Here are some very fun and informative articles I have recently come across.
I am a perfectionist at heart. I like to have a controlled environment. I want to be able to see my dreams and endeavors to their proper conclusions. There is a sense of satisfaction in that, a sense of accomplishment. To be in a state of disorder or incompleteness is one of the most stress inducing experiences for me. And yet it seems like these days in ministry, all my work is all rough drafts. Its all starts. Its all important things that need beginnings but that I am not allowed to see through to the end. This is really challenging for me. To live in a life of labor all surrounded by rough drafts. It is unsatisfying. It is anxiety inducing. And it is very formative.
What does it mean to pray “in Jesus name”? What is the significance of this phrase in our prayers?
Imagine that your prayer is a poorly dressed beggar reeking of alcohol and body odor, stumbling toward the palace of the great king. You have become your prayer. As you shuffle toward the barred gate, the guards stiffen. Your smell has preceded you. You stammer out a message for the great king: “I want to see the king.” Your words are barely intelligible, but you whisper one final word, “Jesus. I come in the name of Jesus.” At the name of Jesus, as if by magic, the palace comes alive. The guards snap to attention, bowing low in front of you. Lights come on, and the door flies open. You are ushered into the palace and down a long hallway into the throne room of the great king, who comes running to you and wraps you in his arms.
The name of Jesus gives my prayers royal access. They get through. Jesus isn’t just the Savior of my soul. He’s also the Savior of my prayers. My prayers come before the throne of God as the prayers of Jesus. “Asking in Jesus’ name” isn’t another thing I have to get right so my prayers are perfect. It is one more gift of God because my prayers are so imperfect.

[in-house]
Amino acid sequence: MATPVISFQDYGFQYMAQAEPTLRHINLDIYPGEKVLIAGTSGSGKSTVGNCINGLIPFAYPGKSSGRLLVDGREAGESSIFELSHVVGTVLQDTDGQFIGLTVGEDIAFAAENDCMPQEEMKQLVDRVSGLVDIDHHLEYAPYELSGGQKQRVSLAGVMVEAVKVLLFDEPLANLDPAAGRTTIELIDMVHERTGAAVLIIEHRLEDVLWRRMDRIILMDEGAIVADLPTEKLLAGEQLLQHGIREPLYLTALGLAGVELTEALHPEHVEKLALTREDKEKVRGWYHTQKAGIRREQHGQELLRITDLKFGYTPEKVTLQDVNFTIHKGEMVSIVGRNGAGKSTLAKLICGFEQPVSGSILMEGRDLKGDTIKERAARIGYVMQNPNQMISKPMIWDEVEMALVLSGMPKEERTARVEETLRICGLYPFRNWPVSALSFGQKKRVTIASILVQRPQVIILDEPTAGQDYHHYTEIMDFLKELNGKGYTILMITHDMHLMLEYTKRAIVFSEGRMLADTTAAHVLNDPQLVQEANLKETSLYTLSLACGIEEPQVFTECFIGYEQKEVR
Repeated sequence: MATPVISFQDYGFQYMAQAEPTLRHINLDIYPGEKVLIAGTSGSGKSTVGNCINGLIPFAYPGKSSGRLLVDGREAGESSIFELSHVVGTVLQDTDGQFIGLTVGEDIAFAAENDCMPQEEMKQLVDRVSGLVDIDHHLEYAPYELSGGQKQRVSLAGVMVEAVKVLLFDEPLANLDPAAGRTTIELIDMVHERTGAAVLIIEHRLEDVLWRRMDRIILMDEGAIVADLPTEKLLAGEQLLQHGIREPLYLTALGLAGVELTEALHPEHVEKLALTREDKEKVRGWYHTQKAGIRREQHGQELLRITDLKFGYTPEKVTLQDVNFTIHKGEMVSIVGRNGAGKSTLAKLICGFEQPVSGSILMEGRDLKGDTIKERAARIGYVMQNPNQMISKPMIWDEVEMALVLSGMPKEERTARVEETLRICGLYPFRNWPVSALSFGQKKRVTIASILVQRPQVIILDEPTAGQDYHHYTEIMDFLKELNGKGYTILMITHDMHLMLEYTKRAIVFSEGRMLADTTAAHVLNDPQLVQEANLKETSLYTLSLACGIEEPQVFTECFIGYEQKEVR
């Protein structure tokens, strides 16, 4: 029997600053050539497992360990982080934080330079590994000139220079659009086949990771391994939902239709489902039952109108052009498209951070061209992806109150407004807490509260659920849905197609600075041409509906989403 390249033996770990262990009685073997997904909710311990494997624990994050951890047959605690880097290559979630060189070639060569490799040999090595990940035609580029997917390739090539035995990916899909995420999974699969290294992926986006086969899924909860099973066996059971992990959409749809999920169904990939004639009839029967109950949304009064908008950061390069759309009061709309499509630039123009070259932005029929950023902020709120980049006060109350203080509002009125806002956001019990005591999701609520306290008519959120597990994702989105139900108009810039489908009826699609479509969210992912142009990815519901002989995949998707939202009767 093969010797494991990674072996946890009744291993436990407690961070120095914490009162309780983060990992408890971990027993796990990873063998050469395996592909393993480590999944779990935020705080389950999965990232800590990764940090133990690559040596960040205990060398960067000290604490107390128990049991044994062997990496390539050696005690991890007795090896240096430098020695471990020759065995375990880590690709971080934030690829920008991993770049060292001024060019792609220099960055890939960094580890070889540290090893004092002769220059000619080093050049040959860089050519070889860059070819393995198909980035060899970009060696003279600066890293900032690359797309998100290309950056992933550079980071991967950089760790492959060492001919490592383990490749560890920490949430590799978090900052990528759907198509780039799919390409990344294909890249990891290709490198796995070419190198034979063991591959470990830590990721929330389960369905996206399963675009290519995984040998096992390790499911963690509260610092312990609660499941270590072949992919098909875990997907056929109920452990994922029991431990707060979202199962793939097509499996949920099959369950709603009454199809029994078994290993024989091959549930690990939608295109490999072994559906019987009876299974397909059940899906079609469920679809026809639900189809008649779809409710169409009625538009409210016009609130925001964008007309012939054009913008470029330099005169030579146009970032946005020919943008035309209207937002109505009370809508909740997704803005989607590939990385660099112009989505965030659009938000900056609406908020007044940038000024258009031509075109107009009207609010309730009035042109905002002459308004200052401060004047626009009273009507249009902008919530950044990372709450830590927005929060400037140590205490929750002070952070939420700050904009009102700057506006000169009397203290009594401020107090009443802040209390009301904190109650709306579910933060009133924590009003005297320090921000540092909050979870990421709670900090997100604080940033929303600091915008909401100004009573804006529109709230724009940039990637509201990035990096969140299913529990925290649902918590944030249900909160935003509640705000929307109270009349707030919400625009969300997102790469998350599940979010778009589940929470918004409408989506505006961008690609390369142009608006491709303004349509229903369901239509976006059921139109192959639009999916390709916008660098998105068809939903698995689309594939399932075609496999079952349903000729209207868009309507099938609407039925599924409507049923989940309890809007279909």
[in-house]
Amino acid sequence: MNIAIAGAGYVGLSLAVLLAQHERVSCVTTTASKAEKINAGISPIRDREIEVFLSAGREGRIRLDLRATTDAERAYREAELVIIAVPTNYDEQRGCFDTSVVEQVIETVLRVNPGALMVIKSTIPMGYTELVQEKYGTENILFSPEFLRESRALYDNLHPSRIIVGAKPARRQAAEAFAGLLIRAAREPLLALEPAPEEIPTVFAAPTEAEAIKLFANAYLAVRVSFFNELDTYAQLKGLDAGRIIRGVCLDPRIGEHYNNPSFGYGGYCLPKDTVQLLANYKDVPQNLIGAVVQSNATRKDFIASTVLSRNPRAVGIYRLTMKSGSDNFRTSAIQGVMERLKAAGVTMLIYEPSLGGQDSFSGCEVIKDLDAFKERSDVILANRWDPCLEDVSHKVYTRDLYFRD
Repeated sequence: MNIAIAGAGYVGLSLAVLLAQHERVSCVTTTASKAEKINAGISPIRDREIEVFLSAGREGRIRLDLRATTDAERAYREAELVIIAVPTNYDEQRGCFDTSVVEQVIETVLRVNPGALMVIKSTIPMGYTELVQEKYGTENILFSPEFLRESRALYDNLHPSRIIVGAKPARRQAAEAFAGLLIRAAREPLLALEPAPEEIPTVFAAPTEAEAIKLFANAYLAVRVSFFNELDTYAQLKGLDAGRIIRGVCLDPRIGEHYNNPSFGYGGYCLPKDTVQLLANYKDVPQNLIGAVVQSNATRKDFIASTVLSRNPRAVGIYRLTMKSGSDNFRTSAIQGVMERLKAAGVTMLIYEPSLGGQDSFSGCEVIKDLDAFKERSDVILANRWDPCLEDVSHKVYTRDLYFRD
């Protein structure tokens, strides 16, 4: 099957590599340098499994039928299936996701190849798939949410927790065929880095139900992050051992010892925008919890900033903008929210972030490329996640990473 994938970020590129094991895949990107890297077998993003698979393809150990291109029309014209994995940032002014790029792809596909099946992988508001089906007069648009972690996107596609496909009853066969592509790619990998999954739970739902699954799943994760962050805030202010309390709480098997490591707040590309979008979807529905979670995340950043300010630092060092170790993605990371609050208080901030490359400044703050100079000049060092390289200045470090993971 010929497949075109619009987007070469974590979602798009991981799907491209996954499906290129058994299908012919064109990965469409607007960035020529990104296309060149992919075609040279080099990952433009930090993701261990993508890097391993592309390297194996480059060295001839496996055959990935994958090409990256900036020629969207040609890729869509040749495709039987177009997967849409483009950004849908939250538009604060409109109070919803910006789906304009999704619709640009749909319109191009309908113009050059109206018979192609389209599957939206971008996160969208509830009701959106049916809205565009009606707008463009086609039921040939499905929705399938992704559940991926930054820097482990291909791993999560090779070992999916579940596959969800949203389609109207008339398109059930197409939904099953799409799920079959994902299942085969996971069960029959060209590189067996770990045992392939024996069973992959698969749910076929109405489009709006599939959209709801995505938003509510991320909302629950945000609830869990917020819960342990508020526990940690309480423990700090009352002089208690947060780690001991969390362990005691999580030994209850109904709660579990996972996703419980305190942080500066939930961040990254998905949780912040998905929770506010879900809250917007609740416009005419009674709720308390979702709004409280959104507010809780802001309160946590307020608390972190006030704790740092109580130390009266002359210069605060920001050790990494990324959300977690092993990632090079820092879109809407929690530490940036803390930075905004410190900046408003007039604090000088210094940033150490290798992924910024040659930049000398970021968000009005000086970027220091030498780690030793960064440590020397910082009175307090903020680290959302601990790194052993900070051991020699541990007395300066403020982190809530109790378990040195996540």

Jesus’ seal not only guarantees that my package gets through, but it also transforms the package. Paul says in Romans 8:26, “The Spirit helps us in our weakness. For we do not know what to pray for as we ought, but the Spirit himself intercedes for us with groanings too deep for words.”
Paul E. Miller. A Praying Life: Connecting With God In A Distracting World (Kindle Locations 1798-1809). NAVPress – A. Kindle Edition.
Last Wednesday after work, as I am entering the house my younger son runs toward me with a red face and tears in his eyes. The two words he manages to scream are, “not fair!” Over and over. “What’s not fair?” you may wonder. Is it that his brother got more sweets? Appears to have more toys? Got to spend more time with his friends? Is choosing what activity they do together next? Nope. He found out that the night before, after he fell asleep, his brother spent an hour of one-on-one time with me. It is not fair that he didn’t get such treatment. Tonight, he must have his one-on-one with me, and his brother can disappear, for all he cares. By the way, this was not the first round of such provocation, and not the last.
Few things are as precious as that for a dad.
“Remember this day in which you came out from Egypt, out of the house of slavery, for by a strong hand the LORD brought you out from this place.” (Exodus 13:3)
Something that caught my attention in devotional reading last week is just how much of God’s grace is present in the Old Testament. And not just grace itself, but how much the Old Testament talks about our response to that grace. For example, in the book of Exodus, God tells His people to keep the Feast of Unleavened Bread as a reminder that they left Egypt in haste – which in turn was a reminder of the great salvation that He had worked for them in their lives.